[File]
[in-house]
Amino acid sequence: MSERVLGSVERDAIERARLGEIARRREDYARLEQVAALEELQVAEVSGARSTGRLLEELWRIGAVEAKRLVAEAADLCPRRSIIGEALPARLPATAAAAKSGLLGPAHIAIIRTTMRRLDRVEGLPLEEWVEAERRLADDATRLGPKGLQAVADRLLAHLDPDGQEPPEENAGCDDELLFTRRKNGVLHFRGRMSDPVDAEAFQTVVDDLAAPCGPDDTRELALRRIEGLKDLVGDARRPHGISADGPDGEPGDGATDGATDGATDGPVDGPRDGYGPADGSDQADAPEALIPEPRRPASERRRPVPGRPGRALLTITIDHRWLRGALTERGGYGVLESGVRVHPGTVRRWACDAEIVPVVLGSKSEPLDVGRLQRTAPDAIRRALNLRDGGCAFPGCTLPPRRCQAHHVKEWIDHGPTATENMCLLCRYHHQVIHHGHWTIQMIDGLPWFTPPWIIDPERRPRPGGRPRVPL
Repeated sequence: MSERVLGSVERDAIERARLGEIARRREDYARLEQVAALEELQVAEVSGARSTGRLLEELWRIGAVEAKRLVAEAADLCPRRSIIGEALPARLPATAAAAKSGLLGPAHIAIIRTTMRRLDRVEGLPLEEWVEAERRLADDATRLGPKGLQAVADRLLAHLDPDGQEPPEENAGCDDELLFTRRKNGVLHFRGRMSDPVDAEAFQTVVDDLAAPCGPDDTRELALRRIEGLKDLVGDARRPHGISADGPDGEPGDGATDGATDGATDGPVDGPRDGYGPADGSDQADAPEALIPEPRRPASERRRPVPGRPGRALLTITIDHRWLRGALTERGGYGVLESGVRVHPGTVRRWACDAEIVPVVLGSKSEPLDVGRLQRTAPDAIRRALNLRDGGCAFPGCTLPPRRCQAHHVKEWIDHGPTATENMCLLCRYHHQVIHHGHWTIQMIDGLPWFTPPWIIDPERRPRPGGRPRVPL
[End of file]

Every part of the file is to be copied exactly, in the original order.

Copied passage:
[in-house]
Amino acid sequence: MSERVLGSVERDAIERARLGEIARRREDYARLEQVAALEELQVAEVSGARSTGRLLEELWRIGAVEAKRLVAEAADLCPRRSIIGEALPARLPATAAAAKSGLLGPAHIAIIRTTMRRLDRVEGLPLEEWVEAERRLADDATRLGPKGLQAVADRLLAHLDPDGQEPPEENAGCDDELLFTRRKNGVLHFRGRMSDPVDAEAFQTVVDDLAAPCGPDDTRELALRRIEGLKDLVGDARRPHGISADGPDGEPGDGATDGATDGATDGPVDGPRDGYGPADGSDQADAPEALIPEPRRPASERRRPVPGRPGRALLTITIDHRWLRGALTERGGYGVLESGVRVHPGTVRRWACDAEIVPVVLGSKSEPLDVGRLQRTAPDAIRRALNLRDGGCAFPGCTLPPRRCQAHHVKEWIDHGPTATENMCLLCRYHHQVIHHGHWTIQMIDGLPWFTPPWIIDPERRPRPGGRPRVPL
Repeated sequence: MSERVLGSVERDAIERARLGEIARRREDYARLEQVAALEELQVAEVSGARSTGRLLEELWRIGAVEAKRLVAEAADLCPRRSIIGEALPARLPATAAAAKSGLLGPAHIAIIRTTMRRLDRVEGLPLEEWVEAERRLADDATRLGPKGLQAVADRLLAHLDPDGQEPPEENAGCDDELLFTRRKNGVLHFRGRMSDPVDAEAFQTVVDDLAAPCGPDDTRELALRRIEGLKDLVGDARRPHGISADGPDGEPGDGATDGATDGATDGPVDGPRDGYGPADGSDQADAPEALIPEPRRPASERRRPVPGRPGRALLTITIDHRWLRGALTERGGYGVLESGVRVHPGTVRRWACDAEIVPVVLGSKSEPLDVGRLQRTAPDAIRRALNLRDGGCAFPGCTLPPRRCQAHHVKEWIDHGPTATENMCLLCRYHHQVIHHGHWTIQMIDGLPWFTPPWIIDPERRPRPGGRPRVPL